Feeds:
Posts
Comments

Posts Tagged ‘markets’

A few year’s ago I read Robin Sloan’s Mr. Penumbra’s 24-Hour Bookstore. When I saw Sourdough at a used bookstore in New Haven a few weeks ago, on the $1 cart, no less, I thought it looked like fun. I’m about to study research methods for a solid week so my brain needed something fun. Sourdough was as predicted.

To be clear, fun does not mean lightweight. This is an enjoyable, fast paced read but it examines some big questions: does technology have a place in the way we produce food and nourish ourselves? Is organic, farm to table food part of the solution or part of the problem? What about technology? How do we determine the value of work? What makes a good life?

Lois Clary, Sloan’s heroine, is a brilliant programmer who lands a coveted job at a tech startup in San Francisco. She moves there knowing no one and works such long hours she doesn’t even have time to cook. But she finds a Lois club like the one she and her grandmother belonged to (just what is sounds like, women named Lois), and she grows fond of the two brothers who run a small take out operation illegally from their apartment making a strange, spicy soup and bread. She learns to enjoy their strange music and food, and then they leave for Europe, gifting her with a crock of sourdough starter.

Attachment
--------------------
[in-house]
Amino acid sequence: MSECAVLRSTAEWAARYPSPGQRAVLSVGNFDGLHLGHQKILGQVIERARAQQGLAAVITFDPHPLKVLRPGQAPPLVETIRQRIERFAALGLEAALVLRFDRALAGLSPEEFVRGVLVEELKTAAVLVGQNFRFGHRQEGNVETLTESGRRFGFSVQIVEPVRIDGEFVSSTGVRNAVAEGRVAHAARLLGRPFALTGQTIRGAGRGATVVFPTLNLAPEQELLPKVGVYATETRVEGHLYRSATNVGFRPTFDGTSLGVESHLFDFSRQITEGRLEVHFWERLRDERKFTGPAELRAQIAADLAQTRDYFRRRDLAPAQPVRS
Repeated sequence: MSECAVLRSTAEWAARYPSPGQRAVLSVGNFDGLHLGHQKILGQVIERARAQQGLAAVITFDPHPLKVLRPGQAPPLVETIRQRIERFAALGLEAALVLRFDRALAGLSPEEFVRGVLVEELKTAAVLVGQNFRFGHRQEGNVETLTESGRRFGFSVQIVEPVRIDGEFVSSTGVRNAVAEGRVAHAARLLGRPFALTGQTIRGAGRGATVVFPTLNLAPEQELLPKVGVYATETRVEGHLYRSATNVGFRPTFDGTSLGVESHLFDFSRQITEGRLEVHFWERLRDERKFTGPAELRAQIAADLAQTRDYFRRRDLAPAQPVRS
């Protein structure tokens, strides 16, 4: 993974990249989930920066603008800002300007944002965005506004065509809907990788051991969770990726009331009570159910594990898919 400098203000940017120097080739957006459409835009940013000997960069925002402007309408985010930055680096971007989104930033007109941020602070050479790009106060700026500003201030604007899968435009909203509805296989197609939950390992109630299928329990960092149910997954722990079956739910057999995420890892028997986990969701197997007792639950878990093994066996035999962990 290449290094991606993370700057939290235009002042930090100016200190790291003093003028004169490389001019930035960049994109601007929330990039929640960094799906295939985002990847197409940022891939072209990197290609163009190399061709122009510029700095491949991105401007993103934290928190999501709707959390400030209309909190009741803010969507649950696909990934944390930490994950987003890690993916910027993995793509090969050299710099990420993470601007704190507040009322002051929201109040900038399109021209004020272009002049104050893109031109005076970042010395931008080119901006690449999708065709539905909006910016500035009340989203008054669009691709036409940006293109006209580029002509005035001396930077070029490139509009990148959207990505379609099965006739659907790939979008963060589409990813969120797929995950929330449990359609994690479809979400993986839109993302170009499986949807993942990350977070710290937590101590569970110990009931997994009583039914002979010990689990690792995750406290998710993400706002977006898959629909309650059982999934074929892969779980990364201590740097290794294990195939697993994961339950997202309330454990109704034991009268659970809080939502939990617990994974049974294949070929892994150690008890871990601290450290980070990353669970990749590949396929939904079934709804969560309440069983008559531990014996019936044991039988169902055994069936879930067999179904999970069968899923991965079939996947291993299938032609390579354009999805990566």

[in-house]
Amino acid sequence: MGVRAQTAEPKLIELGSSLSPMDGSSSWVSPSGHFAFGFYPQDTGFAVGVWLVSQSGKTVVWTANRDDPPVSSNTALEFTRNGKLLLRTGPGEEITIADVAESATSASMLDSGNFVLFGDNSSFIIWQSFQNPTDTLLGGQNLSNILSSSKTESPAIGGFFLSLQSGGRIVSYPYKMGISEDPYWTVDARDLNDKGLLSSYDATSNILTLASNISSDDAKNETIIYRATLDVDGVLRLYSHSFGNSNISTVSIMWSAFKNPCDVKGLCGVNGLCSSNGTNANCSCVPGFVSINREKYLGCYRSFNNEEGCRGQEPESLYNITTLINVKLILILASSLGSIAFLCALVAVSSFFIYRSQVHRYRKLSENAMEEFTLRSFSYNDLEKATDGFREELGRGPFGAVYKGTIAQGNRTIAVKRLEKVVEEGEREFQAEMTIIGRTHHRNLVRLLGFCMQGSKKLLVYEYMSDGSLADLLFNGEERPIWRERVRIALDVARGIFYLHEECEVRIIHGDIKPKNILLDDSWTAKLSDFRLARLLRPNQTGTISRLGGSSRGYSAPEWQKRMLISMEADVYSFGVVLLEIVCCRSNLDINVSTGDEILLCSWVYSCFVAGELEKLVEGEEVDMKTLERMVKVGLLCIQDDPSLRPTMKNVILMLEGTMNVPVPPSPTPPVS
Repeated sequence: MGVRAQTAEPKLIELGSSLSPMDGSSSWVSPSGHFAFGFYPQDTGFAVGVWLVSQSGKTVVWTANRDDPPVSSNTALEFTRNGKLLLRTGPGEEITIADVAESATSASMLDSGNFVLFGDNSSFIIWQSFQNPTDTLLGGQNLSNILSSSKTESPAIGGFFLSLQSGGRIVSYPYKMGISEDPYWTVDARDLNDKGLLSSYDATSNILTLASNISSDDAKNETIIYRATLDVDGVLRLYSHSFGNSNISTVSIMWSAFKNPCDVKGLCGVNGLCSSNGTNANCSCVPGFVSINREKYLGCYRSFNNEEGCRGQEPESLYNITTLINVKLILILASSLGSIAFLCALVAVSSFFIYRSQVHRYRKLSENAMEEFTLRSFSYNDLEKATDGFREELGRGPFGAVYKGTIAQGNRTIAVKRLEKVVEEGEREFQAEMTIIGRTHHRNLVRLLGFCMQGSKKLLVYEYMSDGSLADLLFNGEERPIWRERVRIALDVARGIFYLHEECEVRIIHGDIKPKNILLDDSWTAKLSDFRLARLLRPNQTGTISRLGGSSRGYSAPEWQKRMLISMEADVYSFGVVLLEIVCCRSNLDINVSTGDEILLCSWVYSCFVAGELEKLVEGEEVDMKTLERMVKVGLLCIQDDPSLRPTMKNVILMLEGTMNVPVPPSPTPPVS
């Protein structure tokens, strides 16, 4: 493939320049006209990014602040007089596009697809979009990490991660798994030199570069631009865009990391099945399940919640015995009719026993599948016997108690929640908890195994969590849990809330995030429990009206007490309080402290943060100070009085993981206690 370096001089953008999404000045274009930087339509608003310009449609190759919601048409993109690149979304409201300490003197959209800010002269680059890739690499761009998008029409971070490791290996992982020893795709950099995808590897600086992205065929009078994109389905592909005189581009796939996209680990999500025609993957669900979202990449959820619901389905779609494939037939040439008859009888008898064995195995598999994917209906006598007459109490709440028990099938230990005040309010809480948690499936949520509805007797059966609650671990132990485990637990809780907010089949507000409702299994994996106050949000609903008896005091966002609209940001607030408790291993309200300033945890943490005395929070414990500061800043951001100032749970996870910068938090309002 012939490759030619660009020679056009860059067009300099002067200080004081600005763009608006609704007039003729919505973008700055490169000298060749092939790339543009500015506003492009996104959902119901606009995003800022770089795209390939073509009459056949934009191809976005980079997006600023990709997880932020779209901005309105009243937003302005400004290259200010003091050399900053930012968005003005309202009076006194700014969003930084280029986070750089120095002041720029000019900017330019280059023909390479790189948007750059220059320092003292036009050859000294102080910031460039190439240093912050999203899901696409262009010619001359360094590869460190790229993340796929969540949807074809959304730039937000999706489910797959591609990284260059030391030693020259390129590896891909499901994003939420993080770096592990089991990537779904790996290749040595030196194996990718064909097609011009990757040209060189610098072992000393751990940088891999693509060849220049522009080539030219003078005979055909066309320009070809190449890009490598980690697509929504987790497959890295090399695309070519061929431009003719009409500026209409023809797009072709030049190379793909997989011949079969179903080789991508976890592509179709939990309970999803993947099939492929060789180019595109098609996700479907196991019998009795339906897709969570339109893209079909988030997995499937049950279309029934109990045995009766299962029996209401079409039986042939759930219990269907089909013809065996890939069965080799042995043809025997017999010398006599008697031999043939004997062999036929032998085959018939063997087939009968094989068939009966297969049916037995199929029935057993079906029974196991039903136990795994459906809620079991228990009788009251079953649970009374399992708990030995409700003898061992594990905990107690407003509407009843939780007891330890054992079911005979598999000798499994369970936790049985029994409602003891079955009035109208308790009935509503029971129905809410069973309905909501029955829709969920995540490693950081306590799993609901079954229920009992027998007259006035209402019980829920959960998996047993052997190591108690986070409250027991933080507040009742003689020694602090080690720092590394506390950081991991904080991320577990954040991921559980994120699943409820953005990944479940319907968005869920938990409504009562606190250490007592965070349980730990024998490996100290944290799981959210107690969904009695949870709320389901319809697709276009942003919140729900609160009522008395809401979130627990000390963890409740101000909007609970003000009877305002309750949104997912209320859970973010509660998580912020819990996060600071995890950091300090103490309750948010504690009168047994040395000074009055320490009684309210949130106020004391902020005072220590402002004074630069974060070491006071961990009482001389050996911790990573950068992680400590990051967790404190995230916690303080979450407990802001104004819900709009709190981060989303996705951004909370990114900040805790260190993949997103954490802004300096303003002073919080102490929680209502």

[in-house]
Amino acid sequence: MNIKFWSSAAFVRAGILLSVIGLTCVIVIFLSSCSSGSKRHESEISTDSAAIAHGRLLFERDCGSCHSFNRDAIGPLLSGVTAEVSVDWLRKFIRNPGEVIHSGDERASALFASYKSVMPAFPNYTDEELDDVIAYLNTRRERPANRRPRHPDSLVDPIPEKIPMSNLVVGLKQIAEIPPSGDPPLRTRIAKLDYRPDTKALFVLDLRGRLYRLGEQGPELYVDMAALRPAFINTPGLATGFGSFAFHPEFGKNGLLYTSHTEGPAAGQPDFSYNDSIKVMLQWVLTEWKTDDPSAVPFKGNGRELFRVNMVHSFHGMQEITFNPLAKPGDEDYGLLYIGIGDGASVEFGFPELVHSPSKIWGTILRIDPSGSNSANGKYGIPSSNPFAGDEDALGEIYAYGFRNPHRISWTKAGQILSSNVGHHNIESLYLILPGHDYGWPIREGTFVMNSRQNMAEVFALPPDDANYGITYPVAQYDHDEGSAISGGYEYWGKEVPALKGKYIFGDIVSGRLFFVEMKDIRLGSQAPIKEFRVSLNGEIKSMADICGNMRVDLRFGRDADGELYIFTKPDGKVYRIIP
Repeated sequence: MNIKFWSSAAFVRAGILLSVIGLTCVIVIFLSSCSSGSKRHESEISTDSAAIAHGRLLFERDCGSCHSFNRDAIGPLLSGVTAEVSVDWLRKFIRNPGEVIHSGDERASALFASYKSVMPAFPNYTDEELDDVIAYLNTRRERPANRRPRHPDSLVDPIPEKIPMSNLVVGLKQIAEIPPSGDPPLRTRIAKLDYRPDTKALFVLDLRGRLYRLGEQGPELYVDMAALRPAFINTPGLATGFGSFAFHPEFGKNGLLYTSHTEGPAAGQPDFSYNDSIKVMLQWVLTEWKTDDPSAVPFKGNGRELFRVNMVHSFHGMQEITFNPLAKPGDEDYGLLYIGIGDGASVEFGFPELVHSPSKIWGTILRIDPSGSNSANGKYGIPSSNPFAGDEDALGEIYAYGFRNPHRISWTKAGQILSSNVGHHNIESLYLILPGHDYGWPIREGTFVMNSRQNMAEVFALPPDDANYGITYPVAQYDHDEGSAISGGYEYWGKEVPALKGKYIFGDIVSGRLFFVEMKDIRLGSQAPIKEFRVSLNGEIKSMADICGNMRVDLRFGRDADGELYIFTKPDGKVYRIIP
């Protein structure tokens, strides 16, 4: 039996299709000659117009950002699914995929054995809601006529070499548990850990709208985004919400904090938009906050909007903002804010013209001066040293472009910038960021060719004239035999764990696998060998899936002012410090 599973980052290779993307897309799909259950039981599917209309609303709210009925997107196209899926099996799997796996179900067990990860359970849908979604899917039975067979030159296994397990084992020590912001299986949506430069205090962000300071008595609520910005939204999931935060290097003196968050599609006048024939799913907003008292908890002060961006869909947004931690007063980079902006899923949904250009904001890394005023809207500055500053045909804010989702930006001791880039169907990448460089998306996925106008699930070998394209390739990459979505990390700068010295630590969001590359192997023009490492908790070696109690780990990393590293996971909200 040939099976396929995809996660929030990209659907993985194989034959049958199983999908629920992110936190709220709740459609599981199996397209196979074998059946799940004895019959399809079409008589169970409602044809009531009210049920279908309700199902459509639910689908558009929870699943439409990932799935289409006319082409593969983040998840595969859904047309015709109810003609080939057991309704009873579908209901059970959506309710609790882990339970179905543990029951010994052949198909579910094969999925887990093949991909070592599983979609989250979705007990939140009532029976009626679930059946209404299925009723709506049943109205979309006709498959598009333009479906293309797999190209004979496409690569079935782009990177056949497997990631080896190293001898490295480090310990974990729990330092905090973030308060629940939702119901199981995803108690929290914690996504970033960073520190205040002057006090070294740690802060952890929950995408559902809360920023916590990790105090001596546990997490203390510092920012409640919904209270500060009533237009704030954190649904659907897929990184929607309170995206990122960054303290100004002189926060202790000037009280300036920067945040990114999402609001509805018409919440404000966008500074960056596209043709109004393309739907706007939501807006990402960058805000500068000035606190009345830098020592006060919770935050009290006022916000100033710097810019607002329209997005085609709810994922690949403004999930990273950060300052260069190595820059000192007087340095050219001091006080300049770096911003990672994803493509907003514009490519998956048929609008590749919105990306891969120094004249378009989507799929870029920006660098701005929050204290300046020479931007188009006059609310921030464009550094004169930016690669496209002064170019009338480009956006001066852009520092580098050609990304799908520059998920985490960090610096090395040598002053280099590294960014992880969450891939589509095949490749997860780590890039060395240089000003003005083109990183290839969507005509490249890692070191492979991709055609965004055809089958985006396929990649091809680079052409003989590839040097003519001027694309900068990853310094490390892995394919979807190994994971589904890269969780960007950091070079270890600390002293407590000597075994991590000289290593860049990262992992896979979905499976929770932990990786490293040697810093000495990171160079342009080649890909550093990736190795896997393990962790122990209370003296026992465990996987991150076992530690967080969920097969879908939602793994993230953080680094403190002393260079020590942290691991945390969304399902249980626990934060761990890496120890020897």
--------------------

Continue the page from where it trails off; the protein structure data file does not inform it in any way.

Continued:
Lois stays in touch with one of the brothers via email. She tells him about learning to bake bread, he tells her the history if his people (a fictional group called the Magz), his family, and his dream of opening a restaurant. She works and bakes, and then she gets a chance to participate in a strange underground market in an old missile storage bunker. She meets a whole community of people doing unusual and interesting things with food. She gets into the market because her bread is weird and because she programs robotic arms.

The rest of the novel is the story of how her view of work, baking, and life evolve as she becomes more committed to the market and its mysterious but anonymous founder, and more convinced that she can solve the puzzle of her life the way she solves the puzzle of teaching a robotic arm to crack an egg — “not by adding code, but by taking it away.” She creates a technical “blink” in which her robot “was no longer second-guessing its second guesses a thousand times a second.” She calls her code Confidence. And this work, along with her bread-baking and her new friends, convinces her to live more boldly herself.

A lovely, fun, and thoughtful book. If you like Marie Semple, you’ll enjoy Robin Sloan.

Advertisements

Read Full Post »